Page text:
Sleeping next to a terrified, hypocritical elephant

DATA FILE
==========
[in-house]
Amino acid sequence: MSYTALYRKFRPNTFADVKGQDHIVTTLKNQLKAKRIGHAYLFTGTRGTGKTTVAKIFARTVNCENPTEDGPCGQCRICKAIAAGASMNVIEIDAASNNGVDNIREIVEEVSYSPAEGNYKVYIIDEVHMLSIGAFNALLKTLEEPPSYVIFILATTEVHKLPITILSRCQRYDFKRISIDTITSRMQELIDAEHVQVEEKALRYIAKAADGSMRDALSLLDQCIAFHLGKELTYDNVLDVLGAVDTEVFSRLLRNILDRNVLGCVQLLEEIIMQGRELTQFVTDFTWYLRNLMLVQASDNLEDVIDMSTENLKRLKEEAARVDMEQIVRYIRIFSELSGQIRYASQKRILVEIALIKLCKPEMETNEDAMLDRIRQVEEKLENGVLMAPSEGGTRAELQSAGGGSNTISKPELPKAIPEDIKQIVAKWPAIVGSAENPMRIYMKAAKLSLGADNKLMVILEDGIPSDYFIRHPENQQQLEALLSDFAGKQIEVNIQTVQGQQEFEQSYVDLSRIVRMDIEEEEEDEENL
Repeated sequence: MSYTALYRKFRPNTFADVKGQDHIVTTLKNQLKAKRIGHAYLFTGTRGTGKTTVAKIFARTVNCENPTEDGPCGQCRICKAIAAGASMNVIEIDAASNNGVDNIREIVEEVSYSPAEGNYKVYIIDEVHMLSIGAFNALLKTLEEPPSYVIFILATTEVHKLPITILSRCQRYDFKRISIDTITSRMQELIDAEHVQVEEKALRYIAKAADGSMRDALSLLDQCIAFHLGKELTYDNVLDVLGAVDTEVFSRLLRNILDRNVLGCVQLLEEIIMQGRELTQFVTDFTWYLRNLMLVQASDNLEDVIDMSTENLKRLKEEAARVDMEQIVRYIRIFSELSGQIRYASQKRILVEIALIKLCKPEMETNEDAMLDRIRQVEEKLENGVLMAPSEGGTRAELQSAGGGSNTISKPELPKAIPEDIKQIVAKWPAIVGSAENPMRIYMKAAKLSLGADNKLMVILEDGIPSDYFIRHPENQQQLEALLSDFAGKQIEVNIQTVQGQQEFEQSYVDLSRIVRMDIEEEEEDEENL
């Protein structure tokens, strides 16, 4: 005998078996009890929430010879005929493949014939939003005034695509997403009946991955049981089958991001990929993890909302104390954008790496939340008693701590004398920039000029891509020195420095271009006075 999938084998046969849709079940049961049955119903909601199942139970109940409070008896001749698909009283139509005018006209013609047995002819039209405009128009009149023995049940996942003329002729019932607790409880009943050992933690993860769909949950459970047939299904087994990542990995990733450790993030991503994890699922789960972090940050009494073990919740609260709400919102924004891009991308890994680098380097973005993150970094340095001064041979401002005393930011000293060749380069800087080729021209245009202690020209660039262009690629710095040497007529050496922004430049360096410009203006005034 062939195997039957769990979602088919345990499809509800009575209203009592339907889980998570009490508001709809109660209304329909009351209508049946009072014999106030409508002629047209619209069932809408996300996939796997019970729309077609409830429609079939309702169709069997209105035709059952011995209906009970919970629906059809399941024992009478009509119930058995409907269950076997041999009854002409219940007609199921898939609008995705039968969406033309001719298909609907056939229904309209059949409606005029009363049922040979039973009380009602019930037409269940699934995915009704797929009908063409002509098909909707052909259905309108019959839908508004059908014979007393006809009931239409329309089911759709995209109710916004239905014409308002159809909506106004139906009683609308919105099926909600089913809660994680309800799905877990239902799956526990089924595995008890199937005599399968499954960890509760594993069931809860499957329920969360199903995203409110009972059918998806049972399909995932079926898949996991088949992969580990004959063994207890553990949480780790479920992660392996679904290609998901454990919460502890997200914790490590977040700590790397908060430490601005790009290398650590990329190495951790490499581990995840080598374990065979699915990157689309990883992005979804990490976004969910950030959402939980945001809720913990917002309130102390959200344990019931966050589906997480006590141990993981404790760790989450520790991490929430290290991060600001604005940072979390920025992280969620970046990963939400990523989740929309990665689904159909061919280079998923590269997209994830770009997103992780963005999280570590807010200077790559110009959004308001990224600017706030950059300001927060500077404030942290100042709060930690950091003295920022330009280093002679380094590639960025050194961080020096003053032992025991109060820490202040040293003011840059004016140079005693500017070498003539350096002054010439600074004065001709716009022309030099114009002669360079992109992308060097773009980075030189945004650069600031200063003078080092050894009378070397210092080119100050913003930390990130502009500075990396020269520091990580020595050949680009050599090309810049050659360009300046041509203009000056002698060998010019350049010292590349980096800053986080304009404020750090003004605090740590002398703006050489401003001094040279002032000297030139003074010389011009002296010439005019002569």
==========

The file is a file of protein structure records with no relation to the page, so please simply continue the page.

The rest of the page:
So the U.S. is trying, once again, to ban flag burning. Read about it here. It's not the first time they've tried, but it's the first time there's been the necessary Republican control of both House and Senate, and the rampant patriotism to make it go. I doubt that I have to point out the blatant hypocrisy here - the freedom loving U.S. curtailing free expression, but I was surprised that so few papers picked up the story. AP put it on their wire, which in today's Canadian media climate makes it a choice candidate for the international sections. Yet neither the Globe nor the Post ran it. Oh well, for shits and giggles, check out this site. National Post News Services or Reuters Lite? The Post finally picked up on the allegations that China has spies in Canada monitoring Falun Gong practitioners. Sort of. They actually refer to Canada casually in the eighth paragraph or a story on the whistleblower's concerns that he could be sent back to China. Actually, for an article from "National Post News Services" it sure has an Australian focus. Almost as though it was a direct copy of a Reuters story, with a token paragraph on Canada tossed in for good measure. This is the first time the National Post reported on this story at all. Shouldn't they have provided a little more context? This is the latest example in a weird trend in the CanWest papers. You'll see a lot of stories attributed to the National Post News Service or CanWest News Service, but really, they're wire stories with a line changed. It's an attempt to disguise the fact that they do little to no actual international reportage, and it's misleading and dishonest. Agent Orange Update The Globe finally ran a story on Agent Orange, in advance of today's meeting at Gagetown. Well, CP ran a story and the Globe grabbed it. Still nothing from the Post, Star or Citizen. In defence of the wires This site dedicates a great deal of time to criticizing wire services. That's a bit unfair. Reuters, Agence France-Presse and AP/CP do a really good job of filling the gap in international reportage. Often, the actual wire stories are well researched and well written, and it's the individual papers that chop up the copy. So when I piss all over the wires, understand that it's the reliance on them I'm against, not the actual work they do. Today, I want to give some mad props to an AP story for a wonderful little dig at Condi Rice. Check out the story here. I love the fourth paragraph, it's a perfect little subtle jab at Rice. " Rice did not elaborate on how the war in Iraq might affect terror groups in other parts of the world." It seems almost like editorializing, but it's rooted in fact and answers a question that a reader would (or at least should) have after reading that quote. Well done, AP. Bushies love tossing out rhetoric like that, we need more reporters to start calling them on their shit. And finally. . . The Star fronted another Guantanmo story today, this even more troubling than the others, in my humble opinion. It turns out doctors who treat the prisoners (sorry, evil doers) are required / encouraged to pass on medical information to the interrogators. The Star article requires a subscription, but a similar report is here. Fuck doctor-patient privilege, we need to know if Mohammed al-Jihad over there has a bum knee we can lean on when we're "interviewing" him. I'm hoping that the Star was just the first off the blocks with this, and that the rest of the papers grab it tomorrow. This is a serious revelation, and the more play it gets, the better.